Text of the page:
Today we are throwing it back to the 1920s — a time where women were voting + establishing orchestras. 🎶
Maud Winthrop Gibbon was born in Charleston in 1885 + grew up in a family that allowed her to travel, ultimately leading her to develop a deep love for music.
After studying music in New York, returning to Charleston to appear in small musicals, and travelling Europe, Maud once again planted her roots in the Holy City. Upon her return in 1917, she set out to expand the Musical Arts Club, which was an organization she had previously been a part of.
Two years later, Maud, along with Martha Laurens Patterson, Marie Baker, and Dr. Mary V. McBee, founded the Charleston Musical Society — a series of Sunday concerts that featured a variety of musicians. During this time, Maud also led a youth orchestra to promote music education in local schools.
Maud left town when the musical society was impacted by the Great Depression, but returned + created the Charleston String Orchestra in 1936. Because of the financial challenges the community was facing, Maud took it upon herself to do everything she could to see the organization thrive, including handwriting scores, paying the bills + operating out of her home.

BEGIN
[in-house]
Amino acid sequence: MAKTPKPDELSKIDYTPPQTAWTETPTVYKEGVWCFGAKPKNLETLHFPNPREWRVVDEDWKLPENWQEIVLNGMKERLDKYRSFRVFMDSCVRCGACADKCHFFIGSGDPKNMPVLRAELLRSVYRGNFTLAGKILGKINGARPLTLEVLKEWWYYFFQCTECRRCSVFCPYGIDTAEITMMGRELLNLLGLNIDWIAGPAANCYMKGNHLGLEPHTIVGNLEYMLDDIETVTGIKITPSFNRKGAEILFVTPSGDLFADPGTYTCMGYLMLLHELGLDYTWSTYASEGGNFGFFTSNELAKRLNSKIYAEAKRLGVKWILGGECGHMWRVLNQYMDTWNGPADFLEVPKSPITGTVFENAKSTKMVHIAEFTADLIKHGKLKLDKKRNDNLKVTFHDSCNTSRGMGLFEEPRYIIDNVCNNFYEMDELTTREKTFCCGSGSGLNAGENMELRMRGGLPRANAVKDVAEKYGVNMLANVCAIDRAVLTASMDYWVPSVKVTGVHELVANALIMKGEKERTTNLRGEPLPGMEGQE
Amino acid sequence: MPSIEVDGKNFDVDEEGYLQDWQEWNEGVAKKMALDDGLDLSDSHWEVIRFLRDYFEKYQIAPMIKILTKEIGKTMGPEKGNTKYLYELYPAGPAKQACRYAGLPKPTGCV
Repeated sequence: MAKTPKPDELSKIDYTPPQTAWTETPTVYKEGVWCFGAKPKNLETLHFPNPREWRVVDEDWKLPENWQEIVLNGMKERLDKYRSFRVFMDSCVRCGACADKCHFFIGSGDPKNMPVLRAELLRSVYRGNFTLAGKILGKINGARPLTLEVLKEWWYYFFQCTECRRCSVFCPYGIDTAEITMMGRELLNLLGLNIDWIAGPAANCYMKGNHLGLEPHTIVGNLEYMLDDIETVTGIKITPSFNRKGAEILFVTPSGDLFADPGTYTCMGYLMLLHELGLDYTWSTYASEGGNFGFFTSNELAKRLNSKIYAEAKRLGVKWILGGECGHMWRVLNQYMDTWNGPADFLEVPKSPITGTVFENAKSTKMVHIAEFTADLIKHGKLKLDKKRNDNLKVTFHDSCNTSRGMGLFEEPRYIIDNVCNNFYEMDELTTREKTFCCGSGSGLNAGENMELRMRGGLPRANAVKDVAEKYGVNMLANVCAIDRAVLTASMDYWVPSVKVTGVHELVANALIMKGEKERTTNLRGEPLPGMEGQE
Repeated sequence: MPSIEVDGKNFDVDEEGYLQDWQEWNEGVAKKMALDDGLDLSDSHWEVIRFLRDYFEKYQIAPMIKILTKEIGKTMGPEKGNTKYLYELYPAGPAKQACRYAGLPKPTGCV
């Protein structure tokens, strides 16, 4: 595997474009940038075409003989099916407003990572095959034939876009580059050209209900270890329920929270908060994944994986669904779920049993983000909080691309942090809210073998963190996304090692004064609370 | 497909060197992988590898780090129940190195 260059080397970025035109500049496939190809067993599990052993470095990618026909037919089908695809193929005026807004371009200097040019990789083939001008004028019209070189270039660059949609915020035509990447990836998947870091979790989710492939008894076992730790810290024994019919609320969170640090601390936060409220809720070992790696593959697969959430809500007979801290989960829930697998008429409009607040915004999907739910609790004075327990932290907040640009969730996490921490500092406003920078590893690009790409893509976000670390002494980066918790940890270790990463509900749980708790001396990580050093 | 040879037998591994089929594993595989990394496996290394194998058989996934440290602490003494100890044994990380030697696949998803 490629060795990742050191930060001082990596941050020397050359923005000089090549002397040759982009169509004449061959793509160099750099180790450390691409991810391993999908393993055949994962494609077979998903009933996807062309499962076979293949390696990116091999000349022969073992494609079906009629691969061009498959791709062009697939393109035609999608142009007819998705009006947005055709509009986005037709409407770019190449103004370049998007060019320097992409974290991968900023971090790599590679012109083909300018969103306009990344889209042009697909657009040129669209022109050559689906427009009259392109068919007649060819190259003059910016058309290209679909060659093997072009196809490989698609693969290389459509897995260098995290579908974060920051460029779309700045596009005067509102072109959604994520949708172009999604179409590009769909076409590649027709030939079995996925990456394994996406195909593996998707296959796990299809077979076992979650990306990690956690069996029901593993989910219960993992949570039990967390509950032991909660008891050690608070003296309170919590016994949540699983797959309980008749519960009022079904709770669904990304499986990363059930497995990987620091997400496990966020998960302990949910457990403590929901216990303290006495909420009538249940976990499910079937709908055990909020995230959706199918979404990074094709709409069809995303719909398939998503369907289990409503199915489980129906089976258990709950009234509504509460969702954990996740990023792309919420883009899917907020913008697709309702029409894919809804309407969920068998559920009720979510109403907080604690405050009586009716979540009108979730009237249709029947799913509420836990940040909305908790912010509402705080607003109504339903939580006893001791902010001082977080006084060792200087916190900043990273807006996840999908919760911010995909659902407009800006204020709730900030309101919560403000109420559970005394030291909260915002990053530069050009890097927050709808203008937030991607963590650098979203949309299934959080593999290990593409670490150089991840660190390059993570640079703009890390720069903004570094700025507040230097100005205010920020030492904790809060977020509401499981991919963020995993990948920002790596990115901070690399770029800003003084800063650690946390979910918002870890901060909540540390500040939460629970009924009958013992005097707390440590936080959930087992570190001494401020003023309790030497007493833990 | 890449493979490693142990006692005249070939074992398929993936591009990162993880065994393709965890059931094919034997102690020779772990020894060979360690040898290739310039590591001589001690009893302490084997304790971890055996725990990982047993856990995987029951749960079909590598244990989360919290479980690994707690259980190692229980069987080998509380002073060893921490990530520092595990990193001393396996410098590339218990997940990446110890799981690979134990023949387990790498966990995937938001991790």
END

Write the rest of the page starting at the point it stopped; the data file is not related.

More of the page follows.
The Charleston String Orchestra held its first concert on Dec. 28, 1936 at Hibernian Hall. The musical organization flourished + expanded, and by the end of 1942 it was known as the Charleston Symphony Orchestra (CSO).
Today, CSO still upholds its mission to “enrich the cultural life of South Carolina’s Lowcountry with high-quality performances of symphonic and chamber music, and unique and engaging music education opportunities throughout the region.”